The Second Department used its December 18th decision in El-Dehdan v. El-Dehdan to clarify the parties’ relative burdens of proof on an application for contempt where the Fifth Amendment privilege against self-incrimination has been invoked. The court also harmonized inconsistencies in case law as to the elements of civil contempt. The court held that there was no element of willfulness which needed to be shown to establish civil contempt, and that an adverse inference could be drawn from the invocation of the privilege against self-incrimination.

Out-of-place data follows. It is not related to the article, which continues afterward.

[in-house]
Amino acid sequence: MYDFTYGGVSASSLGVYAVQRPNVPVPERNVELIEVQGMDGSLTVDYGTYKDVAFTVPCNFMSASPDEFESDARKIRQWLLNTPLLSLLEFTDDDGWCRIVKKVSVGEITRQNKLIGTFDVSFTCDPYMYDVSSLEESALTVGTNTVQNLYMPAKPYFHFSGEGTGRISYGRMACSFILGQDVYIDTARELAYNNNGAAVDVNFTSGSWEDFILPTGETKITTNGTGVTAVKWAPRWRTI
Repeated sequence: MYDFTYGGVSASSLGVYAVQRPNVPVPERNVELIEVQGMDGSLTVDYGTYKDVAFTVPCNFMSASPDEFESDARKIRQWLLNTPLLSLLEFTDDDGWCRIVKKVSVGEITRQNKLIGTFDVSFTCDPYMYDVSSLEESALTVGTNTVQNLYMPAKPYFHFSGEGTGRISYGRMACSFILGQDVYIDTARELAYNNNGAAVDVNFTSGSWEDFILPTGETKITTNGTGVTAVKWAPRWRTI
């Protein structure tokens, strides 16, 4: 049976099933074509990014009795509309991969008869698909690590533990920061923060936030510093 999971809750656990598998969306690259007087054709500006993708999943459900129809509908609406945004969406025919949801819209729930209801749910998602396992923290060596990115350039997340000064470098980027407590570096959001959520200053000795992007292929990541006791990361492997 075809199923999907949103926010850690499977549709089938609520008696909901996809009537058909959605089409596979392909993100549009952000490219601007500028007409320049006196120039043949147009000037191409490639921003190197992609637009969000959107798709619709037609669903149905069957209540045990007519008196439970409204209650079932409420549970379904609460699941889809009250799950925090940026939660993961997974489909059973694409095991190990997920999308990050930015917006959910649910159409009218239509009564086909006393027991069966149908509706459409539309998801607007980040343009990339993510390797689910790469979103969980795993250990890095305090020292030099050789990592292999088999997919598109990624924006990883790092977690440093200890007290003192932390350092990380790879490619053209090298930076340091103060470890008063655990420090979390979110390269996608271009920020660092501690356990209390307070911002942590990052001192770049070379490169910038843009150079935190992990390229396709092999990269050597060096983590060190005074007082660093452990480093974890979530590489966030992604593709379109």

It is not necessary that the disobedience be deliberate or willful; rather, the mere act of disobedience, regardless of its motive, is sufficient if such disobedience defeats, impairs, impedes, or prejudices the rights or remedies of a party.
In this matrimonial action, Kings County Supreme Court Justice Eric I. Prus had held the husband in contempt of court for disobeying a court order dated January 29, 2010, which required him to deposit with the wife’s attorney the proceeds of a certain 2009 real estate transaction. Justice Prus imposed a civil sanction which allowed him to purge the contempt to avoid incarceration.
The husband appealed, contending that the wife failed to satisfy her burden of proof and that the Supreme Court improperly drew an adverse inference against him for invoking his privilege against self-incrimination during the contempt hearing.